It's important to invest in your marital relationship. But how? Use this daily checklist to foster emotional intimacy for couples.
Becoming a good listener is a skill that can be learned:
What would you like to hear when things aren’t going your way?
Picture yourself at the end of a long, stressful day. You finally get your children to sleep and call your go-to support person to share the details of your day.
“I’m so exhausted. I didn’t get the laundry done on time yesterday so Ben didn’t have clean socks to wear and the day just started off on a bad note. The baby was extra cranky today. I think she’s teething, and she would not go down for her nap. The laundry’s still not done, my house is flying, and I feel like a failure.”
Cheerfully, your friend replies “Oh well, tomorrow’s another day!”
Do you feel better now?
Do you feel like you were heard and understood?
Will you hang up the phone feeling better?
Most likely not!
What about if you shared your stressors and got the following response:
“That sounds draining! It is such an awful feeling when things seem out of control.”
“Yes! It is!”
What are you feeling now? Likely, some relief at being listened to, and having your feelings validated instead of brushed off. This scenario depicts one common way we inhibit our listening skills from being effective. We attempt to make the other person feel better by brushing off the feeling they are expressing with a more hopeful remark.
Another way we err with our listening skills is when we commiserate with the other person. We may think we are being supportive in letting them know they are not alone, but we are actually overshadowing their experience instead of listening and showing an appreciation and understanding of their lived experience.
Consider this scenario: “I’m so nervous about going into labor.” Dini, expecting her first child, shared with her friend Aviva.
Aviva nodded. “I know what you mean. When I was pregnant with my oldest daughter, I spent the last trimester obsessed with hearing people’s birth stories so I could get a clue about what it was going to be like.”
While friends can certainly share their experiences with one another, as an initial response it would be preferable to focus on the feeling being shared.
As someone with finetuned listening skills, Aviva would have responded as follows:
“It’s typical to be nervous about the unknown. Is there something, in particular, that is worrying you?”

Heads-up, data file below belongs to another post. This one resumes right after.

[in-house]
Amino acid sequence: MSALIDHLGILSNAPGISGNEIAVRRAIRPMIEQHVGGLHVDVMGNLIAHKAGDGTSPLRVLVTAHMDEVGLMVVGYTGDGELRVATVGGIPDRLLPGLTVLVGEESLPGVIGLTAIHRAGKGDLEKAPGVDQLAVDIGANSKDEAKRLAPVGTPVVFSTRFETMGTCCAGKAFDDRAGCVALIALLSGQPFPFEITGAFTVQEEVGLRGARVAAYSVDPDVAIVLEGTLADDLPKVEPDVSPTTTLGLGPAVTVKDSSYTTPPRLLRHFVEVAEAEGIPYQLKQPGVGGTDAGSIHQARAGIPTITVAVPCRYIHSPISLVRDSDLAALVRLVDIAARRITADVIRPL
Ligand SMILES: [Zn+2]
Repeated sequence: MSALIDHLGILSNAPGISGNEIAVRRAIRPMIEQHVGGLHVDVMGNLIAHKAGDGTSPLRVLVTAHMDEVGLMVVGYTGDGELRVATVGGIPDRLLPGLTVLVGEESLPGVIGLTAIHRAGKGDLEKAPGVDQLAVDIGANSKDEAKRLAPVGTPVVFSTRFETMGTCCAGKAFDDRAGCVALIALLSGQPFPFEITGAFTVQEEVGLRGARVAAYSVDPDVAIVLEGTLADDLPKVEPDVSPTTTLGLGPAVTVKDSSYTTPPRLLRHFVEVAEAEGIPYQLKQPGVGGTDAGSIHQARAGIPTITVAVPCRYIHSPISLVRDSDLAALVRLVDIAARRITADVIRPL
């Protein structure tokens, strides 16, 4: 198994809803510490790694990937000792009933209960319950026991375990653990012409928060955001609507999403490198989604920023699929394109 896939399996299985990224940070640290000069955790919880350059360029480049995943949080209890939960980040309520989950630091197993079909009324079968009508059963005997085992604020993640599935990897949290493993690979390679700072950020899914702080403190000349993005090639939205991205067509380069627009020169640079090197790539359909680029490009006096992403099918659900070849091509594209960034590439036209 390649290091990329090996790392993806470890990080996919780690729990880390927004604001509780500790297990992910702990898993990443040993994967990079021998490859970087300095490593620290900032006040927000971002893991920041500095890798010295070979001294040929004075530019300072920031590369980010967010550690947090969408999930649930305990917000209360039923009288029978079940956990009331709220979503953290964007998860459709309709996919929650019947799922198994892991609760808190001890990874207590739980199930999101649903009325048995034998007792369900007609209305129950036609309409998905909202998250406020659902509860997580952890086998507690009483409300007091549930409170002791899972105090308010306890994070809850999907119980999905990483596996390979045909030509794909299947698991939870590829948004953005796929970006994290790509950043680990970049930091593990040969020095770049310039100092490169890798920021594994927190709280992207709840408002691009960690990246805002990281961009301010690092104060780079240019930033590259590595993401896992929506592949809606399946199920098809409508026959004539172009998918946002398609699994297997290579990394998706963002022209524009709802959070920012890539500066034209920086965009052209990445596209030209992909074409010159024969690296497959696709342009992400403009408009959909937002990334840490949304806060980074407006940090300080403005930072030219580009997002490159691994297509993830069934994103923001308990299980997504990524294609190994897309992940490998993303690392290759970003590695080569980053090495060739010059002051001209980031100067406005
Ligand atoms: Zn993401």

With this response, Dini would likely have felt that her feelings were real and normal and that her friend was actually listening to her. In the course of the conversation that followed, Aviva would get the chance to share her personal experiences, as they might in fact benefit Dini.
Another point to mention is how there tends to be a difference in the way that males and females communicate. Males tend to be more solution-focused and women tend to have a creative communication process where problems are explored. Therefore, when working on communication and listening skills with those of the opposite sex, it is helpful to keep this in mind and refrain from being the problem solver when all that’s really needed is a good listener.
Consider this: Josh and Ariella were chatting about their day over dinner.
“Work was draining today,” Ariella told Josh. “Stacy couldn’t come in today, she was sick, and only Emma was available to unpack the new shipment. Between organizing everything that came in, manning the register, and being on top of everything else, it took everything out of me.” Josh responded, “Why didn’t you call my sister to come and help you? She said you could always rely on her to step in when you need an extra hand in the store.”
While Josh meant well and was trying to be helpful in thinking of a solution that could have made Ariella’s day easier, there was a sense of disconnect in the conversation. Ariella was sharing her feelings. She was not asking Josh to problem-solve with her. If this conversation has taken place first thing in the morning, when Stacy called out sick, this idea could in fact have been helpful to Ariella. What Ariella was describing, however, was something that had already occurred and her lack of help was not the primary message she was trying to convey.
When we jump to being a problem solver too early in a conversation or at the wrong point in the context of a situation we leave the there person feeling misunderstood and emotionally isolated.
A connection is built between individuals when the listener is paying attention and is able to give what is needed in the conversation. People want to be heard. When self-disclosure is met with a finetuned listening ear, relationships flourish.
Here’s the simple formula to implement to enhance listening skills and enable your relationships to flourish.
Step 1: Identify the emotion behind what the communicator is sharing with you beyond the anecdote or complaint
Step 2: Validate the emotion
Step 3: Reflect on the individual’s experience.
Listen; it’s worth a try.
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